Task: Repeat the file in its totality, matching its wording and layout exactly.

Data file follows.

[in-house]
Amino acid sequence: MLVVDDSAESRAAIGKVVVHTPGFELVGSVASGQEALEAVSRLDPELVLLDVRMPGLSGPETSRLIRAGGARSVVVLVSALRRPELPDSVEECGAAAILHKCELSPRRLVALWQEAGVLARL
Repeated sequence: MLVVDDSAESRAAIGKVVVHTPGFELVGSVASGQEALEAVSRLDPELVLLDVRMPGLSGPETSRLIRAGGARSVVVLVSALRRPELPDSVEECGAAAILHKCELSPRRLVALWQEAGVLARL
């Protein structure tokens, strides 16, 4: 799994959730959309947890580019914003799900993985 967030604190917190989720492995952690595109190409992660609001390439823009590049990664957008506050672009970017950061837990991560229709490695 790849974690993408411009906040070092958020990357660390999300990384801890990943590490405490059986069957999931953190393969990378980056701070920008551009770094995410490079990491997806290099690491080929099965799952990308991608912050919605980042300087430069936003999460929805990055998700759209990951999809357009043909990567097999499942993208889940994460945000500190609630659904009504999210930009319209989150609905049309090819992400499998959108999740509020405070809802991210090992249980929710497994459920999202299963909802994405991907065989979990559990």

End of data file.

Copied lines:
[in-house]
Amino acid sequence: MLVVDDSAESRAAIGKVVVHTPGFELVGSVASGQEALEAVSRLDPELVLLDVRMPGLSGPETSRLIRAGGARSVVVLVSALRRPELPDSVEECGAAAILHKCELSPRRLVALWQEAGVLARL
Repeated sequence: MLVVDDSAESRAAIGKVVVHTPGFELVGSVASGQEALEAVSRLDPELVLLDVRMPGLSGPETSRLIRAGGARSVVVLVSALRRPELPDSVEECGAAAILHKCELSPRRLVALWQEAGVLARL
């Protein structure tokens, strides 16, 4: 799994959730959309947890580019914003799900993985 967030604190917190989720492995952690595109190409992660609001390439823009590049990664957008506050672009970017950061837990991560229709490695 790849974690993408411009906040070092958020990357660390999300990384801890990943590490405490059986069957999931953190393969990378980056701070920008551009770094995410490079990491997806290099690491080929099965799952990308991608912050919605980042300087430069936003999460929805990055998700759209990951999809357009043909990567097999499942993208889940994460945000500190609630659904009504999210930009319209989150609905049309090819992400499998959108999740509020405070809802991210090992249980929710497994459920999202299963909802994405991907065989979990559990």